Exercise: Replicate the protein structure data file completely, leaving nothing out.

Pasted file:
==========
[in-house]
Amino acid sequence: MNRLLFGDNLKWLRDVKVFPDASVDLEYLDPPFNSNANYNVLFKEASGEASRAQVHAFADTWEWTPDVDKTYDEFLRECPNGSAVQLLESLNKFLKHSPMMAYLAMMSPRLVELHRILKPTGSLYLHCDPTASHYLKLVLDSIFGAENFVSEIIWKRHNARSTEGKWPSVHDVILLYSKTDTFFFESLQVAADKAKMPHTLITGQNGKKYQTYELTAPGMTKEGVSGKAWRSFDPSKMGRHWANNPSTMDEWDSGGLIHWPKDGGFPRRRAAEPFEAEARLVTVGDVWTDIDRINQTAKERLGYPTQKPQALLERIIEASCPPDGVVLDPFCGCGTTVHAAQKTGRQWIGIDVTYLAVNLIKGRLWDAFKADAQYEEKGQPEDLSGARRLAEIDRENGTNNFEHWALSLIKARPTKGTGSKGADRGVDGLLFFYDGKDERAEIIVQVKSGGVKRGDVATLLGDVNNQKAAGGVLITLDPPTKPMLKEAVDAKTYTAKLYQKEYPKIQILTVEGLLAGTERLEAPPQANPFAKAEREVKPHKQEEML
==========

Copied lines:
[in-house]
Amino acid sequence: MNRLLFGDNLKWLRDVKVFPDASVDLEYLDPPFNSNANYNVLFKEASGEASRAQVHAFADTWEWTPDVDKTYDEFLRECPNGSAVQLLESLNKFLKHSPMMAYLAMMSPRLVELHRILKPTGSLYLHCDPTASHYLKLVLDSIFGAENFVSEIIWKRHNARSTEGKWPSVHDVILLYSKTDTFFFESLQVAADKAKMPHTLITGQNGKKYQTYELTAPGMTKEGVSGKAWRSFDPSKMGRHWANNPSTMDEWDSGGLIHWPKDGGFPRRRAAEPFEAEARLVTVGDVWTDIDRINQTAKERLGYPTQKPQALLERIIEASCPPDGVVLDPFCGCGTTVHAAQKTGRQWIGIDVTYLAVNLIKGRLWDAFKADAQYEEKGQPEDLSGARRLAEIDRENGTNNFEHWALSLIKARPTKGTGSKGADRGVDGLLFFYDGKDERAEIIVQVKSGGVKRGDVATLLGDVNNQKAAGGVLITLDPPTKPMLKEAVDAKTYTAKLYQKEYPKIQILTVEGLLAGTERLEAPPQANPFAKAEREVKPHKQEEML